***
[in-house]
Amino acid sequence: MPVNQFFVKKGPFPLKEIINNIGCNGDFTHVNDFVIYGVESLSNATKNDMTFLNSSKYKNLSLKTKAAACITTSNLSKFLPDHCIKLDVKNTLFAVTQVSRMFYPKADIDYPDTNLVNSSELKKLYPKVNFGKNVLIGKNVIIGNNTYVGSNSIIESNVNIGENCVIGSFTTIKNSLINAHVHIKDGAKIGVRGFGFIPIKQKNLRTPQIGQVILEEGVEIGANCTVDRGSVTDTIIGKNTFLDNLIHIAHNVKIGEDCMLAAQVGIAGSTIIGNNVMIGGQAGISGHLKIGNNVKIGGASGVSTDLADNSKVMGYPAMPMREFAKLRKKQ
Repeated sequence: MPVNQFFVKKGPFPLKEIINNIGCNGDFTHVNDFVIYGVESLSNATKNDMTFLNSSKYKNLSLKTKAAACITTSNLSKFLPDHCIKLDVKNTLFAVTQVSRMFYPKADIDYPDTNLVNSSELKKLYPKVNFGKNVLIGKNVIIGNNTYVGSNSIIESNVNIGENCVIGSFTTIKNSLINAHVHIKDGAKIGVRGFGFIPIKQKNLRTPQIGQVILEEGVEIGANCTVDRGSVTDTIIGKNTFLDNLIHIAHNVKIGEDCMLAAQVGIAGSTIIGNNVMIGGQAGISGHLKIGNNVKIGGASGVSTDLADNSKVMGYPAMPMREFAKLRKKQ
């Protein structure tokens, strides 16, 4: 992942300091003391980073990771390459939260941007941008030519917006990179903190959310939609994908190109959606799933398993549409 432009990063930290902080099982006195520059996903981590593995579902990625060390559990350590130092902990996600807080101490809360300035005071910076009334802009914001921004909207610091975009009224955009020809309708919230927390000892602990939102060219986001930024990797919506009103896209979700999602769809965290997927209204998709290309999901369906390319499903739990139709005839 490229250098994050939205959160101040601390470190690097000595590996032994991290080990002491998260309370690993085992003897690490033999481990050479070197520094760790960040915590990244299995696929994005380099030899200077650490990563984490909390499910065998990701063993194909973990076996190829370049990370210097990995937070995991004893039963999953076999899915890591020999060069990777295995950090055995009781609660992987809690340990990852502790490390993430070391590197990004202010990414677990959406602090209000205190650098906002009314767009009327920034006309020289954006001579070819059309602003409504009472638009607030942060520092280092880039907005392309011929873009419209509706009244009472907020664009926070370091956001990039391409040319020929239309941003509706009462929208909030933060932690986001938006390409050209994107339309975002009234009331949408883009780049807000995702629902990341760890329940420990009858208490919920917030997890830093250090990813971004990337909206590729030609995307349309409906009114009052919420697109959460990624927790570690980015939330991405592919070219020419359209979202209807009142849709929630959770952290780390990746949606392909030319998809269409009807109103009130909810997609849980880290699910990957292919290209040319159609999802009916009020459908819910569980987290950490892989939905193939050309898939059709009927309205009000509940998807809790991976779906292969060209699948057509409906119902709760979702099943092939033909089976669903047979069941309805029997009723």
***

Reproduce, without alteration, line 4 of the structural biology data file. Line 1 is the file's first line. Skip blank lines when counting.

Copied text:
């Protein structure tokens, strides 16, 4: 992942300091003391980073990771390459939260941007941008030519917006990179903190959310939609994908190109959606799933398993549409 432009990063930290902080099982006195520059996903981590593995579902990625060390559990350590130092902990996600807080101490809360300035005071910076009334802009914001921004909207610091975009009224955009020809309708919230927390000892602990939102060219986001930024990797919506009103896209979700999602769809965290997927209204998709290309999901369906390319499903739990139709005839 490229250098994050939205959160101040601390470190690097000595590996032994991290080990002491998260309370690993085992003897690490033999481990050479070197520094760790960040915590990244299995696929994005380099030899200077650490990563984490909390499910065998990701063993194909973990076996190829370049990370210097990995937070995991004893039963999953076999899915890591020999060069990777295995950090055995009781609660992987809690340990990852502790490390993430070391590197990004202010990414677990959406602090209000205190650098906002009314767009009327920034006309020289954006001579070819059309602003409504009472638009607030942060520092280092880039907005392309011929873009419209509706009244009472907020664009926070370091956001990039391409040319020929239309941003509706009462929208909030933060932690986001938006390409050209994107339309975002009234009331949408883009780049807000995702629902990341760890329940420990009858208490919920917030997890830093250090990813971004990337909206590729030609995307349309409906009114009052919420697109959460990624927790570690980015939330991405592919070219020419359209979202209807009142849709929630959770952290780390990746949606392909030319998809269409009807109103009130909810997609849980880290699910990957292919290209040319159609999802009916009020459908819910569980987290950490892989939905193939050309898939059709009927309205009000509940998807809790991976779906292969060209699948057509409906119902709760979702099943092939033909089976669903047979069941309805029997009723």